- #1

noowutah

- 57

- 3

It is well-known that with known marginal probabilities a_{i} and

b_{j} the joint probability distribution maximizing the entropy

[tex]H(P)=-\sum_{i=1}^{m}\sum_{j=1}^{n}p_{ij}\log{}p_{ij}[/tex]

is [tex]p_{ij}=a_{i}b_{j}[/tex]

For m=3 and n=3, a=(0.2,0.3,0.5), b=(0.1,0.6,0.3), for example,

[tex]\begin{equation}

\label{eq:r1}

P=\left(

\begin{array}{rrr}

0.02 & 0.12 & 0.06 \\

0.03 & 0.18 & 0.09 \\

0.05 & 0.30 & 0.15

\end{array}

\right)

\end{equation}[/tex]

Now, I have a problem where the joint probability distribution is

constrained (much like a random walk where the path from one node to

another is blocked). For example, let m, n, a, and b be as above with

the constraint that

[tex]\begin{equation}

\label{eq:r2}

P=\left(

\begin{array}{rrr}

p_{11} & 0 & p_{13} \\

p_{21} & p_{22} & p_{23} \\

p_{31} & p_{32} & p_{33} \\

\end{array}

\right)

\end{equation}[/tex]

Because a and b are known, it suffices to find out any 2x2 matrix

contained in the 3x3 matrix, for example (x,y,z the variables by which

w_{1}, w_{2}, v_{1}, v_{2}, and sigma are expressible, given a and b)

[tex]\begin{equation}

\label{eq:r3}

P=\left(

\begin{array}{rrr}

x & 0 & w_{1} \\

y & z & w_{2} \\

v_{1} & v_{2} & \sigma \\

\end{array}

\right)

\end{equation}[/tex]

I use this to write out the entropy and differentiate with respect to

x, y, and z to find out that the maximum will be where

[tex]\begin{equation}

\label{eq:r4}

\det\left(

\begin{array}{ll}

x & w_{1} \\

v_{1} & \sigma

\end{array}

\right)=0

\end{equation}[/tex]

[tex]\begin{equation}

\label{eq:r5}

\det\left(

\begin{array}{ll}

y & w_{2} \\

v_{1} & \sigma

\end{array}

\right)=0

\end{equation}[/tex]

[tex]\begin{equation}

\label{eq:r6}

\det\left(

\begin{array}{ll}

z & w_{2} \\

v_{2} & \sigma

\end{array}

\right)=0

\end{equation}[/tex]

This is a system of 3 non-linear equations which are awkward to solve

algebraically. In the end, I am interested to know which property a

and b need to have to ensure that P is a proper probability

distribution (i.e. no negative elements). For now, however, I'd be

thrilled if anybody could give me a hint how I could find the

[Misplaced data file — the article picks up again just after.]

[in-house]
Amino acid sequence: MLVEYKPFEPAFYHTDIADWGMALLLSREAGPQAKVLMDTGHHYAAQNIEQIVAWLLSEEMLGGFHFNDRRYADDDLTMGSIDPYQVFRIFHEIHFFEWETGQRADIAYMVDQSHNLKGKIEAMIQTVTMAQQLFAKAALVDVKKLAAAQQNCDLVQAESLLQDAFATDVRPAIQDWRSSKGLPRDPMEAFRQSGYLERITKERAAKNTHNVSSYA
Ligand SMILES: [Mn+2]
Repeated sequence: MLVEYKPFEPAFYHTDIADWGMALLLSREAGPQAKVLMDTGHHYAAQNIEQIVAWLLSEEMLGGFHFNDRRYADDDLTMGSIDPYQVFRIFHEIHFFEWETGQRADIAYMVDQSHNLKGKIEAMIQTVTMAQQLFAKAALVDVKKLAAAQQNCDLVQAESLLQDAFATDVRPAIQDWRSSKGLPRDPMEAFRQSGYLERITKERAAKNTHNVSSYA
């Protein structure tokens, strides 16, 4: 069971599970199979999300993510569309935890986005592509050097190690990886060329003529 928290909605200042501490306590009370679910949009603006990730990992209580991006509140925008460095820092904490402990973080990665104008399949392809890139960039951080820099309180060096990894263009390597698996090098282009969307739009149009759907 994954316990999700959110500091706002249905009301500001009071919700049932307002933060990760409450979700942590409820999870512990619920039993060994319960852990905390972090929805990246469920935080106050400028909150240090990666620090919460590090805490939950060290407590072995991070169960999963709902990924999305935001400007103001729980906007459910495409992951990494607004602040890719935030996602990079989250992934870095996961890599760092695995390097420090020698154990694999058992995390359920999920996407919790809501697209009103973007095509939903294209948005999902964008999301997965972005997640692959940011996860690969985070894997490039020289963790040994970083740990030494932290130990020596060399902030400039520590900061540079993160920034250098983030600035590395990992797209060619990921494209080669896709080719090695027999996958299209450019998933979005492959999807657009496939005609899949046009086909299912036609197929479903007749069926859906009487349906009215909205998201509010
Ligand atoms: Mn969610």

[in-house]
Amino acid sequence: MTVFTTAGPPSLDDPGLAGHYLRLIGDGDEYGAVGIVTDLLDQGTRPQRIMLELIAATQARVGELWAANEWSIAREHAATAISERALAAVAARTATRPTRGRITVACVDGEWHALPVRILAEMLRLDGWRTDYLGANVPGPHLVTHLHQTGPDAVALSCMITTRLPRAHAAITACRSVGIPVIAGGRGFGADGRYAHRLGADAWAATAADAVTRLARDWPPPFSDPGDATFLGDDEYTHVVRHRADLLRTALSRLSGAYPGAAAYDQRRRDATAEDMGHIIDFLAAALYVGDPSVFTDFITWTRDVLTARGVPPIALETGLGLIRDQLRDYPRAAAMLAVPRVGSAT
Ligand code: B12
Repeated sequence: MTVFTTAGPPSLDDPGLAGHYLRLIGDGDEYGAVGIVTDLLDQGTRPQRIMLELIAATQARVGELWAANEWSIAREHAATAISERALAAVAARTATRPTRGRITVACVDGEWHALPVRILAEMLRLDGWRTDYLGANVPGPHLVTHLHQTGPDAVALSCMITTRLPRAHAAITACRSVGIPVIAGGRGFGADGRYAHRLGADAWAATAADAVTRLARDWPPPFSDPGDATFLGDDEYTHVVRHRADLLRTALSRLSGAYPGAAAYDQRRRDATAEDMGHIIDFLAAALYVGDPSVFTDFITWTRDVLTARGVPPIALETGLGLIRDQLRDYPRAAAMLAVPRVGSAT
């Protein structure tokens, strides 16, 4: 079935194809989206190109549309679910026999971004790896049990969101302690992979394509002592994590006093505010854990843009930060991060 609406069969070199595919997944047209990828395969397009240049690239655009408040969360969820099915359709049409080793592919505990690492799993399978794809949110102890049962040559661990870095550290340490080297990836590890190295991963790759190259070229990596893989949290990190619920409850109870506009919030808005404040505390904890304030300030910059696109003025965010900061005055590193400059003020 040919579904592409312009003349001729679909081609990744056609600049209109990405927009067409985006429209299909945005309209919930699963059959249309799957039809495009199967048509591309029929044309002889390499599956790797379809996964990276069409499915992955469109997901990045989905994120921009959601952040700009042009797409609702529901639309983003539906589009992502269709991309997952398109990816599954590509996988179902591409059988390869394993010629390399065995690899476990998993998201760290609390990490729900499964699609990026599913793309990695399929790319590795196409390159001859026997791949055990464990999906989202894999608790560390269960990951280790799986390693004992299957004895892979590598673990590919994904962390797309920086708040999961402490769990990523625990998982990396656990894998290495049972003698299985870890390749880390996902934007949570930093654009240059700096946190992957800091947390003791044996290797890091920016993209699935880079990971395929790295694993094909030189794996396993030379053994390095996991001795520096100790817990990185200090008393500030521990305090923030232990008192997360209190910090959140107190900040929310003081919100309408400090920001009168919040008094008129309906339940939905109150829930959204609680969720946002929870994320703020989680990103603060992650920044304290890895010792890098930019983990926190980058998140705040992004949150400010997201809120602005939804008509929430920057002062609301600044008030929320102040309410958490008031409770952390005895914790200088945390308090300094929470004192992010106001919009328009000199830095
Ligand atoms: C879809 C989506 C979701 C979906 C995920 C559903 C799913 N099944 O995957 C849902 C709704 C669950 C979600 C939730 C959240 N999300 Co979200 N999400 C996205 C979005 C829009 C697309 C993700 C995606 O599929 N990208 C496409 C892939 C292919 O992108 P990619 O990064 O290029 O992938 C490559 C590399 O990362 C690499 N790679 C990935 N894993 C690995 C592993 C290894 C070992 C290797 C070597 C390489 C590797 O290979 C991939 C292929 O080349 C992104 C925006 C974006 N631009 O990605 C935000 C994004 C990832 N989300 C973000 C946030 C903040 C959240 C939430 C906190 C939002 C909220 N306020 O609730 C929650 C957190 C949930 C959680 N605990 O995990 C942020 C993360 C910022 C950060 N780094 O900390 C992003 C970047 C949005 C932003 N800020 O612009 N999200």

solutions for x, y, and z algebraically without these non-linear

equations.

The numeric solution for this is

[tex]\begin{equation}

\label{eq:r7}

P=\left(

\begin{array}{rrr}

0.093 & 0.000 & 0.107 \\

0.001 & 0.113 & 0.186 \\

0.006 & 0.487 & 0.007

\end{array}

\right)

\end{equation}[/tex]

But I have definitely seen systems where all solutions were complex

and some of the probabilities ended up <0, especially when m and n are

larger than 3 and there are more than one zero constraint in the joint

probability matrix.

b_{j} the joint probability distribution maximizing the entropy

[tex]H(P)=-\sum_{i=1}^{m}\sum_{j=1}^{n}p_{ij}\log{}p_{ij}[/tex]

is [tex]p_{ij}=a_{i}b_{j}[/tex]

For m=3 and n=3, a=(0.2,0.3,0.5), b=(0.1,0.6,0.3), for example,

[tex]\begin{equation}

\label{eq:r1}

P=\left(

\begin{array}{rrr}

0.02 & 0.12 & 0.06 \\

0.03 & 0.18 & 0.09 \\

0.05 & 0.30 & 0.15

\end{array}

\right)

\end{equation}[/tex]

Now, I have a problem where the joint probability distribution is

constrained (much like a random walk where the path from one node to

another is blocked). For example, let m, n, a, and b be as above with

the constraint that

[tex]\begin{equation}

\label{eq:r2}

P=\left(

\begin{array}{rrr}

p_{11} & 0 & p_{13} \\

p_{21} & p_{22} & p_{23} \\

p_{31} & p_{32} & p_{33} \\

\end{array}

\right)

\end{equation}[/tex]

Because a and b are known, it suffices to find out any 2x2 matrix

contained in the 3x3 matrix, for example (x,y,z the variables by which

w_{1}, w_{2}, v_{1}, v_{2}, and sigma are expressible, given a and b)

[tex]\begin{equation}

\label{eq:r3}

P=\left(

\begin{array}{rrr}

x & 0 & w_{1} \\

y & z & w_{2} \\

v_{1} & v_{2} & \sigma \\

\end{array}

\right)

\end{equation}[/tex]

I use this to write out the entropy and differentiate with respect to

x, y, and z to find out that the maximum will be where

[tex]\begin{equation}

\label{eq:r4}

\det\left(

\begin{array}{ll}

x & w_{1} \\

v_{1} & \sigma

\end{array}

\right)=0

\end{equation}[/tex]

[tex]\begin{equation}

\label{eq:r5}

\det\left(

\begin{array}{ll}

y & w_{2} \\

v_{1} & \sigma

\end{array}

\right)=0

\end{equation}[/tex]

[tex]\begin{equation}

\label{eq:r6}

\det\left(

\begin{array}{ll}

z & w_{2} \\

v_{2} & \sigma

\end{array}

\right)=0

\end{equation}[/tex]

This is a system of 3 non-linear equations which are awkward to solve

algebraically. In the end, I am interested to know which property a

and b need to have to ensure that P is a proper probability

distribution (i.e. no negative elements). For now, however, I'd be

thrilled if anybody could give me a hint how I could find the

solutions for x, y, and z algebraically without these non-linear

equations.

The numeric solution for this is

[tex]\begin{equation}

\label{eq:r7}

P=\left(

\begin{array}{rrr}

0.093 & 0.000 & 0.107 \\

0.001 & 0.113 & 0.186 \\

0.006 & 0.487 & 0.007

\end{array}

\right)

\end{equation}[/tex]

But I have definitely seen systems where all solutions were complex

and some of the probabilities ended up <0, especially when m and n are

larger than 3 and there are more than one zero constraint in the joint

probability matrix.

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